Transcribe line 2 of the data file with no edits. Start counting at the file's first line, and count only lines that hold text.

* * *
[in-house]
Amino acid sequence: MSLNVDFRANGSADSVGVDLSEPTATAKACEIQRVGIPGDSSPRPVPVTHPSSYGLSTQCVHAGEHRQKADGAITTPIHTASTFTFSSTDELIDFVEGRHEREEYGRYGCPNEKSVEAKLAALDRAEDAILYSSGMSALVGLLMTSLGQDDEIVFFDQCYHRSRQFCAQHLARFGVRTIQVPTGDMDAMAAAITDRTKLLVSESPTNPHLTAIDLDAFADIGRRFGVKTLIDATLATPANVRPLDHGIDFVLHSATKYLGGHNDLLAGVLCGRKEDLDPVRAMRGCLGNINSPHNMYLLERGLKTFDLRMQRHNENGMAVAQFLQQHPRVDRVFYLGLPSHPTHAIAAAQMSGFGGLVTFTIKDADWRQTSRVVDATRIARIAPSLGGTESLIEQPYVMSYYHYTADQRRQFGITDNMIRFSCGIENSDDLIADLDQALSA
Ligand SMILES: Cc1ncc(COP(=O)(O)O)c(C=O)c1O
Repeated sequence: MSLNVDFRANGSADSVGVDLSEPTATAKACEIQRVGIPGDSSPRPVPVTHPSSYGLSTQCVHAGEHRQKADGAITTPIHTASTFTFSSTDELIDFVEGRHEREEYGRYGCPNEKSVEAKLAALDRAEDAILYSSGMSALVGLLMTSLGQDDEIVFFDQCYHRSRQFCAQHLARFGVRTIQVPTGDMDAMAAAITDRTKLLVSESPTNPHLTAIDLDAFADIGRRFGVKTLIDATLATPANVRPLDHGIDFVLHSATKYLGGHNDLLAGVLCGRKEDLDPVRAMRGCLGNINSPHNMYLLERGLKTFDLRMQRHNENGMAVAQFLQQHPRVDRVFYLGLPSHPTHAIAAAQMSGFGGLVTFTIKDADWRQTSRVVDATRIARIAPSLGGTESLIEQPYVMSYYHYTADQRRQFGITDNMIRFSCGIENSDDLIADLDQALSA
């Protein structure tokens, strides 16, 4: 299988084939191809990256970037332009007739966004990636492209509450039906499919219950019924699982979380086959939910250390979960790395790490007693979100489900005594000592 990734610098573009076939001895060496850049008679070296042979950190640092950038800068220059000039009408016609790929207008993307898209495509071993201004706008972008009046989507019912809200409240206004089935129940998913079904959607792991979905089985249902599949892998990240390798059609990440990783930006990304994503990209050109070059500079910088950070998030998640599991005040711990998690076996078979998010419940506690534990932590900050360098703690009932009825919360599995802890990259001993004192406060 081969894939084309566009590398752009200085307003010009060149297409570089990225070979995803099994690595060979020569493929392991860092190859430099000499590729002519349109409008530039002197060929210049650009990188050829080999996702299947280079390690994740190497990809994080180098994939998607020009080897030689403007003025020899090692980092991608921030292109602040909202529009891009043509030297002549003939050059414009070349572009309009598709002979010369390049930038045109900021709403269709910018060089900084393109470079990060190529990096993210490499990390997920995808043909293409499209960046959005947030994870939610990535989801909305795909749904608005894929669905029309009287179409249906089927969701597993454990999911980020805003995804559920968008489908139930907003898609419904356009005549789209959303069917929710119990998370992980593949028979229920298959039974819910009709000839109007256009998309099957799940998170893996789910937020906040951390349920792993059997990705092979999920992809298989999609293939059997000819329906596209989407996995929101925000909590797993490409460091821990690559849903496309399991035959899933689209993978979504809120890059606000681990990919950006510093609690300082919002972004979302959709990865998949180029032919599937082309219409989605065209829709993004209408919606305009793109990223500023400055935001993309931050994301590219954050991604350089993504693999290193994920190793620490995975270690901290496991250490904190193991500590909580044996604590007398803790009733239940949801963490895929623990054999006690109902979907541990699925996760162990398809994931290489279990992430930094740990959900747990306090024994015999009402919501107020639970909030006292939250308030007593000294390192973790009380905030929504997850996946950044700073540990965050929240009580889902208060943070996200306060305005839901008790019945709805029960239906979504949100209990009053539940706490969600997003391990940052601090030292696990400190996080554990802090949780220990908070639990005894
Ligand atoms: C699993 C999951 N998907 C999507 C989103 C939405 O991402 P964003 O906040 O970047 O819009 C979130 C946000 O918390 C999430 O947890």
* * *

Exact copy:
Amino acid sequence: MSLNVDFRANGSADSVGVDLSEPTATAKACEIQRVGIPGDSSPRPVPVTHPSSYGLSTQCVHAGEHRQKADGAITTPIHTASTFTFSSTDELIDFVEGRHEREEYGRYGCPNEKSVEAKLAALDRAEDAILYSSGMSALVGLLMTSLGQDDEIVFFDQCYHRSRQFCAQHLARFGVRTIQVPTGDMDAMAAAITDRTKLLVSESPTNPHLTAIDLDAFADIGRRFGVKTLIDATLATPANVRPLDHGIDFVLHSATKYLGGHNDLLAGVLCGRKEDLDPVRAMRGCLGNINSPHNMYLLERGLKTFDLRMQRHNENGMAVAQFLQQHPRVDRVFYLGLPSHPTHAIAAAQMSGFGGLVTFTIKDADWRQTSRVVDATRIARIAPSLGGTESLIEQPYVMSYYHYTADQRRQFGITDNMIRFSCGIENSDDLIADLDQALSA